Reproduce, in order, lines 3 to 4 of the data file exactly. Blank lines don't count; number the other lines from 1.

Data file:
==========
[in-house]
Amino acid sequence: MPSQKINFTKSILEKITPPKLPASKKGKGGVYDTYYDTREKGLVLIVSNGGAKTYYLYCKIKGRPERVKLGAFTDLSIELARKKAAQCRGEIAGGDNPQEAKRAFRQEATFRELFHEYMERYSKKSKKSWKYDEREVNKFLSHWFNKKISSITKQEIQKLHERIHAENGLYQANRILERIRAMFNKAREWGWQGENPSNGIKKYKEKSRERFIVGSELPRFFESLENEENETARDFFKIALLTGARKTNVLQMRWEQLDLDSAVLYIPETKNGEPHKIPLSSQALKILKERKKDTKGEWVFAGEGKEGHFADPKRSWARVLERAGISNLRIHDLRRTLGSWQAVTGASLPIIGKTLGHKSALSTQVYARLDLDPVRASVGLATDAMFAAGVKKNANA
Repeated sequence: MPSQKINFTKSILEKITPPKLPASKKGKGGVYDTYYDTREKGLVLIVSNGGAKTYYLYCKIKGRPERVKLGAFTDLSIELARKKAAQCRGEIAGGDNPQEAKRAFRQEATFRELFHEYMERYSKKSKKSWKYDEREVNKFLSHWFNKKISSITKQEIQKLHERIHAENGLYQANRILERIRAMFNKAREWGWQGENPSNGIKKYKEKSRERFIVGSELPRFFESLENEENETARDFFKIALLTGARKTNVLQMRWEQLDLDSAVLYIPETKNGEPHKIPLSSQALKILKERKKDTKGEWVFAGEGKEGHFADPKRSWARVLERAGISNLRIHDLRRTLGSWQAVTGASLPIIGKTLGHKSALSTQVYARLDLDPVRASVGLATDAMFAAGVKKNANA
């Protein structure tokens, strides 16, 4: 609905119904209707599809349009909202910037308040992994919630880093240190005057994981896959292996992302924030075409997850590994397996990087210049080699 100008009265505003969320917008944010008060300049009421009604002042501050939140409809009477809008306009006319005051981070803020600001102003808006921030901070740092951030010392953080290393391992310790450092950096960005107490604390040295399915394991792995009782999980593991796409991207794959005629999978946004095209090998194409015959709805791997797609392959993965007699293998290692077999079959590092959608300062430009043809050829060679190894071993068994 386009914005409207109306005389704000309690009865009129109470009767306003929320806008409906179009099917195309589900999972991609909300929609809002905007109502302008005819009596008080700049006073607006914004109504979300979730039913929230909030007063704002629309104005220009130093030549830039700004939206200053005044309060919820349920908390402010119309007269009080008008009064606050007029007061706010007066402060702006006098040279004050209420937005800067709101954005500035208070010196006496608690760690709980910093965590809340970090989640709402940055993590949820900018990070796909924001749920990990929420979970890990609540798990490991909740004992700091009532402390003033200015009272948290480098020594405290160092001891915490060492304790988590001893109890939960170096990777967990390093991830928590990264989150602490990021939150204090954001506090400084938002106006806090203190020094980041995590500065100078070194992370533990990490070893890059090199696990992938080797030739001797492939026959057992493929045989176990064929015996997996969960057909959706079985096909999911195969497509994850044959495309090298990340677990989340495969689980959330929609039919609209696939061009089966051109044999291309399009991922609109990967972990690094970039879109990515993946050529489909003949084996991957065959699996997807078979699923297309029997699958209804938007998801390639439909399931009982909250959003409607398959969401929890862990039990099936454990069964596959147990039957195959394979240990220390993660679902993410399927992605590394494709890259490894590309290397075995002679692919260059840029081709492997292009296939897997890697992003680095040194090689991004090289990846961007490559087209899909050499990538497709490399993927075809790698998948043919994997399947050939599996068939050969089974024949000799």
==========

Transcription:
Repeated sequence: MPSQKINFTKSILEKITPPKLPASKKGKGGVYDTYYDTREKGLVLIVSNGGAKTYYLYCKIKGRPERVKLGAFTDLSIELARKKAAQCRGEIAGGDNPQEAKRAFRQEATFRELFHEYMERYSKKSKKSWKYDEREVNKFLSHWFNKKISSITKQEIQKLHERIHAENGLYQANRILERIRAMFNKAREWGWQGENPSNGIKKYKEKSRERFIVGSELPRFFESLENEENETARDFFKIALLTGARKTNVLQMRWEQLDLDSAVLYIPETKNGEPHKIPLSSQALKILKERKKDTKGEWVFAGEGKEGHFADPKRSWARVLERAGISNLRIHDLRRTLGSWQAVTGASLPIIGKTLGHKSALSTQVYARLDLDPVRASVGLATDAMFAAGVKKNANA
């Protein structure tokens, strides 16, 4: 609905119904209707599809349009909202910037308040992994919630880093240190005057994981896959292996992302924030075409997850590994397996990087210049080699 100008009265505003969320917008944010008060300049009421009604002042501050939140409809009477809008306009006319005051981070803020600001102003808006921030901070740092951030010392953080290393391992310790450092950096960005107490604390040295399915394991792995009782999980593991796409991207794959005629999978946004095209090998194409015959709805791997797609392959993965007699293998290692077999079959590092959608300062430009043809050829060679190894071993068994 386009914005409207109306005389704000309690009865009129109470009767306003929320806008409906179009099917195309589900999972991609909300929609809002905007109502302008005819009596008080700049006073607006914004109504979300979730039913929230909030007063704002629309104005220009130093030549830039700004939206200053005044309060919820349920908390402010119309007269009080008008009064606050007029007061706010007066402060702006006098040279004050209420937005800067709101954005500035208070010196006496608690760690709980910093965590809340970090989640709402940055993590949820900018990070796909924001749920990990929420979970890990609540798990490991909740004992700091009532402390003033200015009272948290480098020594405290160092001891915490060492304790988590001893109890939960170096990777967990390093991830928590990264989150602490990021939150204090954001506090400084938002106006806090203190020094980041995590500065100078070194992370533990990490070893890059090199696990992938080797030739001797492939026959057992493929045989176990064929015996997996969960057909959706079985096909999911195969497509994850044959495309090298990340677990989340495969689980959330929609039919609209696939061009089966051109044999291309399009991922609109990967972990690094970039879109990515993946050529489909003949084996991957065959699996997807078979699923297309029997699958209804938007998801390639439909399931009982909250959003409607398959969401929890862990039990099936454990069964596959147990039957195959394979240990220390993660679902993410399927992605590394494709890259490894590309290397075995002679692919260059840029081709492997292009296939897997890697992003680095040194090689991004090289990846961007490559087209899909050499990538497709490399993927075809790698998948043919994997399947050939599996068939050969089974024949000799």